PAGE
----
Heritage and Culture
We are shining a light on the past to foster a deeper understanding of the world’s heritage and develop new ways to protect, preserve and promote it.
Heritage is all around us and plays an integral part in our sense of identity and culture, but it is under threat from mass tourism and climate change as well as man-made and natural disasters.
Our research ranges from prehistoric cave art and the ancient civilisations of Egypt and the Middle East, to the cusp of the modern world. We work in areas affected by natural disasters and human conflict to help protect cultural heritage for future generations. We investigate and record early drama and song, and develop new ways to understand how some of the oldest books and manuscripts were made and used.
Closer to home, we draw inspiration from our position within Durham’s monumental UNESCO World Heritage Site, attracting researchers and students from across the globe to our unique collections, archives and living heritage.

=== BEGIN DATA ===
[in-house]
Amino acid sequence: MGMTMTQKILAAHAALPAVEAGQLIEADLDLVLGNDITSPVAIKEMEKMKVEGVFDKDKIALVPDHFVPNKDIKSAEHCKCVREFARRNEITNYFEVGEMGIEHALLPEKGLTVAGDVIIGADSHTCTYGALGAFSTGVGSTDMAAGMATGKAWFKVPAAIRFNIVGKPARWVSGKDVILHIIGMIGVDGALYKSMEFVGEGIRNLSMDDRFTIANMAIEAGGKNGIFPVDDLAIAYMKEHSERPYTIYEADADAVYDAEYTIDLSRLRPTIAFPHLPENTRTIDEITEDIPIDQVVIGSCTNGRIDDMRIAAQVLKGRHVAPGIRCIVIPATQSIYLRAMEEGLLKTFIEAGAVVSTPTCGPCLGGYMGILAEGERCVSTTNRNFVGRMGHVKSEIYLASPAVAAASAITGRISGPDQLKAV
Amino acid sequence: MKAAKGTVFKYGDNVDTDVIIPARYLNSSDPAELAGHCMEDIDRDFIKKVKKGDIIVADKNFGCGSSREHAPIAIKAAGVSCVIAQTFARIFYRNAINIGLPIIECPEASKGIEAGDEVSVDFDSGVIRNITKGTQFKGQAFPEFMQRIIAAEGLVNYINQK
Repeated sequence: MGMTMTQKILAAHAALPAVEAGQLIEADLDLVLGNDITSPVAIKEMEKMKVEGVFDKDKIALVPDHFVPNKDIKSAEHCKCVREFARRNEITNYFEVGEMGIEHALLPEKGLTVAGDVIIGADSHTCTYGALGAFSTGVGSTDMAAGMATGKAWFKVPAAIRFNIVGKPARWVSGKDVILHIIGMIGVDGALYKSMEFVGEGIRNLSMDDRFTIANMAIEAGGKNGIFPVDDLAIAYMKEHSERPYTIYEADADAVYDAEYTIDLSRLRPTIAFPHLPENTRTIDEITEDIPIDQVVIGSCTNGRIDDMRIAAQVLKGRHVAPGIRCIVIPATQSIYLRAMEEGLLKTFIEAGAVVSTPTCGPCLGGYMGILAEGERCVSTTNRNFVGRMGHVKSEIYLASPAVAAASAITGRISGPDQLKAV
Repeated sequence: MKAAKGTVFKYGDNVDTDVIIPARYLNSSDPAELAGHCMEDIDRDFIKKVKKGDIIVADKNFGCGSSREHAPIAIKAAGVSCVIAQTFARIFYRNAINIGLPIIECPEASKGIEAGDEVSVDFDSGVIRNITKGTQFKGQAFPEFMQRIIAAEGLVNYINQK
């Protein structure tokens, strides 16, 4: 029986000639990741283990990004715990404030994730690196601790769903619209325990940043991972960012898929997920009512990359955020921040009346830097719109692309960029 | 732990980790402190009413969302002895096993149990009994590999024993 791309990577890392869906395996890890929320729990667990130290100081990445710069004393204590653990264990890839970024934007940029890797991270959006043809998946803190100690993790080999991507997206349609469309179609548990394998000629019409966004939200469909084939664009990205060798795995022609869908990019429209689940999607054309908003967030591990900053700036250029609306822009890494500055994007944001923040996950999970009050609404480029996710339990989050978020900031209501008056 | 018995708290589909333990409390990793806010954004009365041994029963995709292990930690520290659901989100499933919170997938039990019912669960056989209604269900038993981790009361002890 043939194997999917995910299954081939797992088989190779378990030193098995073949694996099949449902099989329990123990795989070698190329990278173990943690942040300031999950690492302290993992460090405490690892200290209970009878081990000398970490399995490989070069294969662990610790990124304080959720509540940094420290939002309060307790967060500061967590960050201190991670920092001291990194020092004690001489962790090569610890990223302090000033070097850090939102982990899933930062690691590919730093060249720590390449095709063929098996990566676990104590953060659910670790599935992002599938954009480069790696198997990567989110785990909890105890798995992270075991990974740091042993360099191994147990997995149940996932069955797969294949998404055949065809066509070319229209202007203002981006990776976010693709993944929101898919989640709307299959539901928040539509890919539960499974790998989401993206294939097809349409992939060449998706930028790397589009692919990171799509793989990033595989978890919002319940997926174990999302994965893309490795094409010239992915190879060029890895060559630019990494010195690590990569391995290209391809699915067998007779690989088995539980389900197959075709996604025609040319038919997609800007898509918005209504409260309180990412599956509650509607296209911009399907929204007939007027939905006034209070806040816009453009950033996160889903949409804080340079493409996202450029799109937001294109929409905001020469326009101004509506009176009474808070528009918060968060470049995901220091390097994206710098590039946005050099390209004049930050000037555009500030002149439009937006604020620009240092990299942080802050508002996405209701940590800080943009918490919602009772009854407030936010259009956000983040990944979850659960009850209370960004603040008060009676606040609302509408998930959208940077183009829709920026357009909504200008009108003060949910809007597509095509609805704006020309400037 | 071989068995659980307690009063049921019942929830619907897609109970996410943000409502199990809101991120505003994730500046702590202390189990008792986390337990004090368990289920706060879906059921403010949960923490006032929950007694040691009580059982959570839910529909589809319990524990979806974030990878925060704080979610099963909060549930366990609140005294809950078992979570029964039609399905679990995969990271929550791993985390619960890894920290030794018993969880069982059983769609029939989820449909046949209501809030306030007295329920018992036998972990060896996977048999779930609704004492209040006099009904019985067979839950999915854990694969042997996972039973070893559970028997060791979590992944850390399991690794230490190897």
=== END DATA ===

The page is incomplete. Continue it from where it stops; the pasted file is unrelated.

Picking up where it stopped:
Our interests stretch across the world, unbounded by time or place, to help ensure the preservation of the past, for the future.
Opening up the archives of Radical Jack
A political firebrand, a radical reformist and a leading society figure – the life and times of John George Lambton, first Earl of Durham, were truly captivating and earned him the nickname ‘Radical Jack’. Durham University is home to Lord Durham’s archives, featuring thousands of letters, dispatches and documents, that give a fascinating behind-the-scenes look into British politics in the 1800s, at a time of dramatic reform. Find out why this, and other collections, make us a natural home for research into nineteenth century British politics.